The cap on professional workers doesn't lead to illegal entry as much as it slows economic growth and encourages outsourcing, Sultan said. Employers merely keep the workers in their home countries, where they don't pay U.S. taxes and earn much less.

                A temporary worker program also exists for agricultural workers. Known as an H-2A visa, it has no cap on the number of workers it can cover, but employers say it is so bureaucratic and expensive, it's pointless. Of the estimated 800,000 to 1.2 million illegal agricultural workers in the United States, only 14,000 were granted the visas last year. Arizona farmers applied for only 324, according to the Arizona Department of Economic Security.

                The lack of a legal mechanism gives employers little choice, said Jasper Hempel, executive vice president of Western Growers, the largest agricultural trade organization in Arizona and California.

                "We know that there are undocumented workers working for us," Hempel said. "We have tried numerous times to get Americans to take these jobs in the fields. And it just doesn't work."

                In November 2004, lettuce farmers in Yuma experienced a critical shortage of workers because the U.S. Border Patrol stepped up checkpoint inspections. Western Growers' executives stepped in and requested that the Border Patrol ease off until farmers could get enough workers to make sure the multimillion-dollar crop wouldn't perish.

                For the most part, Western Growers' members don't have a problem getting labor, but they still want a legalized work force, Hempel said. The organization has been pushing for passage of a bill known as Ag-jobs, a guest worker program designed to legalize the status of farm workers.

                "We are like every other American," Hempel said. "We want to make sure that our borders are secure against terrorist and drug smugglers."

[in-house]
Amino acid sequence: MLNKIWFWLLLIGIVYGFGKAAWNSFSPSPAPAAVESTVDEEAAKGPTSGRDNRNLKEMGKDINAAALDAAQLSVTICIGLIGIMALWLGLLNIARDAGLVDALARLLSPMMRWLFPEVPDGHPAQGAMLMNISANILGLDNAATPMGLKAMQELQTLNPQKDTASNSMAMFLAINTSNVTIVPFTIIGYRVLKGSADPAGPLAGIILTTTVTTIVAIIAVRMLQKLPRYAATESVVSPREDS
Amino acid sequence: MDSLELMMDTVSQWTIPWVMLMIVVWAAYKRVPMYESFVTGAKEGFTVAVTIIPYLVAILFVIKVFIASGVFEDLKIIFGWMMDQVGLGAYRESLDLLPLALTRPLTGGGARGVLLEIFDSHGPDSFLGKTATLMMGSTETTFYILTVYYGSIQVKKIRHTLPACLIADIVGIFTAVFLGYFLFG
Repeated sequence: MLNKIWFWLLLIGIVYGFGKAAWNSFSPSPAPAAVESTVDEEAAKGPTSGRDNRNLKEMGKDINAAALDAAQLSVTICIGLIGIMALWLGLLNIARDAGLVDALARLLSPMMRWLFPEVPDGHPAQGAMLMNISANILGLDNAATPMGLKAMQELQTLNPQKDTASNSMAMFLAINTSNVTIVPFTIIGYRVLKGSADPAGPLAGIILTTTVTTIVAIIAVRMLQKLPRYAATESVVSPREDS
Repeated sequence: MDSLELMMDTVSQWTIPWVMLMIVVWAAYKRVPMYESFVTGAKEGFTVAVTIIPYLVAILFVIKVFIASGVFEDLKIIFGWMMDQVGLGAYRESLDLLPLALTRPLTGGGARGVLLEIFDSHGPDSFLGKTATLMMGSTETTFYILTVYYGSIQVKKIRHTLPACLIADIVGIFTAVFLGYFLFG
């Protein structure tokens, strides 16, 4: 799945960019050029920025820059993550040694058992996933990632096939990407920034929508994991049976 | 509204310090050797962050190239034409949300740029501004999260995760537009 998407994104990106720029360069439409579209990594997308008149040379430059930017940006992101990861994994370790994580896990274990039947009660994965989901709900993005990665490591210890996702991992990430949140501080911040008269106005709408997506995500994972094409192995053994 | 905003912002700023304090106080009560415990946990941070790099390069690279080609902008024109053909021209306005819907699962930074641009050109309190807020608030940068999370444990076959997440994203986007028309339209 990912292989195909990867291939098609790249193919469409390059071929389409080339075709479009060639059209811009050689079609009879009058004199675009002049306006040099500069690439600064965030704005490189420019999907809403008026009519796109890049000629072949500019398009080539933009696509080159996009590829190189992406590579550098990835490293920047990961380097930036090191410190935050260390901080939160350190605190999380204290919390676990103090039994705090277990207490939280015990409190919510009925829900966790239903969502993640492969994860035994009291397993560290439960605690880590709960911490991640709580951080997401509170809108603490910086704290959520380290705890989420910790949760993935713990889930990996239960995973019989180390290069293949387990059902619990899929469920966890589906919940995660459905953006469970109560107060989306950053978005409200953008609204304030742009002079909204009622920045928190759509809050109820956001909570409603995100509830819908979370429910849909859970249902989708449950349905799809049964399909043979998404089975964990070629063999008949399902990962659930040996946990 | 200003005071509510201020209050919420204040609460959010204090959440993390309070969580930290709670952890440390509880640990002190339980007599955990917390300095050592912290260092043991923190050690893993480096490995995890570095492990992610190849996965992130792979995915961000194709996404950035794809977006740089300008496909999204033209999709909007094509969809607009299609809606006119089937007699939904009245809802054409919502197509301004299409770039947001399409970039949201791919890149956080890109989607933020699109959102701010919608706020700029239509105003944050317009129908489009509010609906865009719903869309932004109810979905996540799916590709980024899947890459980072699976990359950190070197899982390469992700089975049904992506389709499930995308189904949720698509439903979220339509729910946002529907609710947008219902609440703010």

Keeping labor costs down

                Mark Krikorian of the conservative Center for Immigration Studies believes industry argues for increased immigration as a way to keep labor costs down.

                "The idea that a huge, developed economy like ours needs to import high school dropouts from overseas to function is economic gibberish," Krikorian said.

                Contrary to Jacoby, Krikorian believes low-skilled immigrants hold America's economy back. Fewer available laborers such as Chico would drive up wages and benefits for American citizens and encourage technological innovation to transform labor-intensive low productivity, he said.

                Krikorian agreed that the family-based immigration system is broken and needs to be reformed to do away with the lengthy waits. He would limit it to spouses and minor children.

                "We ought to define what groups of people we want to let in and then let all of them in every year."

                Earning enough to survive

                In the 1990s, Chico's sisters became U.S. citizens and petitioned for their parents to join them. By that time, Chico had built a successful commercial and residential gardening business with four employees. He and Inez met in English class at Pima Community College.

                Inez had been working as a journalist in Hermosillo while finishing her undergraduate degree but was barely earning enough to survive.

                "There were times we didn't eat for days. Sometimes all we had was tortilla crumbs," she said.

                She thought studying English for a while in Tucson would help her get ahead in Mexico. But then she met Chico. They married in 1994. They bought and renovated an abandoned, dilapidated house on an otherwise nice block on the East Side. Today, the house looks new. It's artfully landscaped on the outside and bright and airy with colorful Mexican tile and rustic furniture on the inside.